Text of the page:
Once the process is in full swing “the glass will actually drip little rivulets of liquid alkali weeping down the glass. This will occur until the alkali (the sodium or potassium) dries out.''

Weeping glass cannot tolerate low humidity, Mr. Koob says. Should humidity drop too low, the water that displaced the alkali evaporates. The glass cracks in an effect called crizzling as water escapes. From here, it's all downhill, and glass will disintegrate with little encouragement if conditions don't improve.

“The stress has to go somewhere, so the glass cracks,'' says Mr. Koob. “It's microscopic at first. It just happens at the surface. You don't even see it. Eventually, you see a hazy cloudiness. You wash the glass, it looks like it's gone - well, the glass is wet. When the glass is dry again, it's back. It's something you can't clean off.''

“The drop to low humidity is extremely dangerous. The cracking can happen overnight if the humidity drops quickly,'' he said. All glass faces such risks, Mr. Koob added. At least twice a month he hears from people wondering why their dishwasher-cleaned crystal lost its luster.

“You're taking water and hot alkali, which is what soap is,'' he says.

“Your glasses are going to deteriorate much quicker if you run them through the dishwasher.''

The effect is also apparent in older double-pane windows, where trapped humidity eventually degrades the glass at the corners.

Even the state-of-the-art cases that sealed the Declaration of Independence and the Bill of Rights in 1952 suffered the ravages of trapped humidity. (See related article on Page 1.)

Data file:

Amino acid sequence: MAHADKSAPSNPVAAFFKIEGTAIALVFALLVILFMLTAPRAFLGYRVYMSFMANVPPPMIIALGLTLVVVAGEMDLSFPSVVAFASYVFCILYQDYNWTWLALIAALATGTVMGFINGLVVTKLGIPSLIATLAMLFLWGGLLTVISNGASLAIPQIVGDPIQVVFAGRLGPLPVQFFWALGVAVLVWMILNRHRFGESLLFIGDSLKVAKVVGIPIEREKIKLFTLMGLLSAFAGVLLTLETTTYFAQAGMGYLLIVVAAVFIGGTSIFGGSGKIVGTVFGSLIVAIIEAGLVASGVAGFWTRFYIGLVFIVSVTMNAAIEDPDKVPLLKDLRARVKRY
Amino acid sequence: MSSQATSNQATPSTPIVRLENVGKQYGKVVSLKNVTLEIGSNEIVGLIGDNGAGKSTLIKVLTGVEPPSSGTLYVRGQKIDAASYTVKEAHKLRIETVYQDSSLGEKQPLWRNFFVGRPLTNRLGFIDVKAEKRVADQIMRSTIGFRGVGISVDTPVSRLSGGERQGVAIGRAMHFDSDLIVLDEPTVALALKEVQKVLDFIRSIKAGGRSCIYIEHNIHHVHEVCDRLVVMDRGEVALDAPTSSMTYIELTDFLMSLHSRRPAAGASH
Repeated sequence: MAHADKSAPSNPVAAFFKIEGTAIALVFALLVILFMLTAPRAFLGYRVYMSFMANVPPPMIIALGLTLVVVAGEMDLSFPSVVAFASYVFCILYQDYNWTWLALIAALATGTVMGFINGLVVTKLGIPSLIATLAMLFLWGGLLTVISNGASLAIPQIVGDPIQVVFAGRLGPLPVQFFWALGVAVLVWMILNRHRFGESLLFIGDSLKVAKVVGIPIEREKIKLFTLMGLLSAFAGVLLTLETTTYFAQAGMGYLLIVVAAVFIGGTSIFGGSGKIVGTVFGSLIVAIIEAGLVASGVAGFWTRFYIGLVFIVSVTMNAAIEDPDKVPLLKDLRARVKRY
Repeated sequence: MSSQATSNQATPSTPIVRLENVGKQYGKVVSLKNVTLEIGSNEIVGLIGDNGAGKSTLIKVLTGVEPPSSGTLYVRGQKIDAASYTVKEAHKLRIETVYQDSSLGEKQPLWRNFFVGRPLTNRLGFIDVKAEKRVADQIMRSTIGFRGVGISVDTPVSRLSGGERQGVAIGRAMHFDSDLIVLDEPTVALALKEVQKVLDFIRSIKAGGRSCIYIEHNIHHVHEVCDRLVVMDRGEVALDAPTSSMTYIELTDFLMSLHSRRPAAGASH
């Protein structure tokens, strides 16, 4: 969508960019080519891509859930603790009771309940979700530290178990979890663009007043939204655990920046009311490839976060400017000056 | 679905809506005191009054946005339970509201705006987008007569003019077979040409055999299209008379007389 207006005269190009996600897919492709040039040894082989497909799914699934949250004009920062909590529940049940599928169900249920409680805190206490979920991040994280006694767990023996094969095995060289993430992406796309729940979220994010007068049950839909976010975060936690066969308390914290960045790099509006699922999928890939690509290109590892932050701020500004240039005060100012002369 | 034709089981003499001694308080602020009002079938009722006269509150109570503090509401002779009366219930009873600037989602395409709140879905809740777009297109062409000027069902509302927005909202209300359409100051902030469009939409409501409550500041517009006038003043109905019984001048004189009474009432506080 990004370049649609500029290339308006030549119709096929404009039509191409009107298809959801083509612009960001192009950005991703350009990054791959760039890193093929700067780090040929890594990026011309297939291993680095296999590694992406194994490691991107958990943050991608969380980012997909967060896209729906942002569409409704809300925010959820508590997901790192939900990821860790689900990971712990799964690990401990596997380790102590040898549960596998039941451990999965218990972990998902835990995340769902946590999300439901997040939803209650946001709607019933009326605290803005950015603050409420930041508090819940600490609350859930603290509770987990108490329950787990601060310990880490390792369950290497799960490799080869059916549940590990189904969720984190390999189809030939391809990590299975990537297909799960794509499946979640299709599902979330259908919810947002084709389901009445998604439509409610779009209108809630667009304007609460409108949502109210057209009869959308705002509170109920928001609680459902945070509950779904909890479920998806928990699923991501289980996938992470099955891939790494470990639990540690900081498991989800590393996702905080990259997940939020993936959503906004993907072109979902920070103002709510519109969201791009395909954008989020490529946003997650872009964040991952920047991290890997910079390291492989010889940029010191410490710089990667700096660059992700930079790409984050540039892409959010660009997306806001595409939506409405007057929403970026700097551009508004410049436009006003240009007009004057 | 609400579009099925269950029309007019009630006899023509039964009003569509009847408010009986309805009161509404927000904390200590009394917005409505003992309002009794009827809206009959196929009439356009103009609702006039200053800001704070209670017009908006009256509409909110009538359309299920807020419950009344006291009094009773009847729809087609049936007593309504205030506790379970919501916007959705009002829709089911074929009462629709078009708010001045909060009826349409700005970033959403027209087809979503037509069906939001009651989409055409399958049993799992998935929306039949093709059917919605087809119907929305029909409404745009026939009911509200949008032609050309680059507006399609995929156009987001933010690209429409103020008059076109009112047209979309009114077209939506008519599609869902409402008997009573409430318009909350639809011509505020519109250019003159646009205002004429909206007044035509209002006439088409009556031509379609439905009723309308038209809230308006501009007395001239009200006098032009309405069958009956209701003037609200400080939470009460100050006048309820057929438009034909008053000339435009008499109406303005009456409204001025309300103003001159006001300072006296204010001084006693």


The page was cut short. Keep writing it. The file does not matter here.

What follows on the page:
While the encasements were a marvelously advanced technology for their time, they couldn't stop the natural aging of glass and water, said Chris Barry of Pilkington Inc., the Toledo company that made the original encasements. Pilkington's German manufacturing site is making glass for the new encasement as well.

The Corning museum, with 40,000 pieces in its collection, attempts to prevent glass disease by keeping relative humidity between 40 and 55 percent museum-wide. Glass that's already crizzled - between 600 and 800 pieces in the Corning collection - should be kept as close to 42 percent humidity as possible, Mr. Koob said. Plus, the museum puts fans in cases with damaged glass in order to provide airflow.

There is no universal agreement on the perfect humidity for glass. Ms. Taragin said she hopes to stabilize diseased glass in the Toledo collection at 38 percent relative humidity.

But all seem to agree the real devil isn't a few percentage points of humidity, it's keeping the humidity stable.

“It fluctuates, and that's the issue,'' she said.

In essence, glass curators are merely living with the after-effects of artists perfecting a craft. Certain eras, and certain areas, are often associated with glass disease. Venetian glass artists in the 16th and 19th centuries, for instance, wanted to increase glass clarity. To do that, they tinkered with the glass-making formula. Venetian glass is often subject to glass disease.

Typically, glass is 65 percent to 70 percent silicon. Another 20 percent is alkali - either sodium or potassium. Alkali lowers the melting point of silicon. Without it, only modern technology would produce the temperatures necessary to melt pure silicon. Finally, the recipe included about 10 percent lime, which stabilizes glass. Due to its higher proportion of positive ions, lime actually prevents the exchange of negative alkali molecules with the positive hydrogen molecules in water. In other words, it tends to repel water.

But lime has a downside. It reduces glass clarity. Venetian cut the lime in their efforts to make clearest glass possible. It's no surprise, then, that Venetian glass is some of the most prone to crizzling. In addition, glassmakers who used potassium rather than sodium in order to reduce the melt-point also created a glass more prone to glass disease.

Modern artists, such as Ettore Sottsass, may also tinker with glass formulas to produce a certain effect.

“With the whole studio glass movement, the artists are always pushing the materials. They're making the glass do what it doesn't want to do,'' says Ms. Taragin. “My responsibility is not to say to the artist, `You can't do that.' My responsibility is to say, `How do we preserve it?'''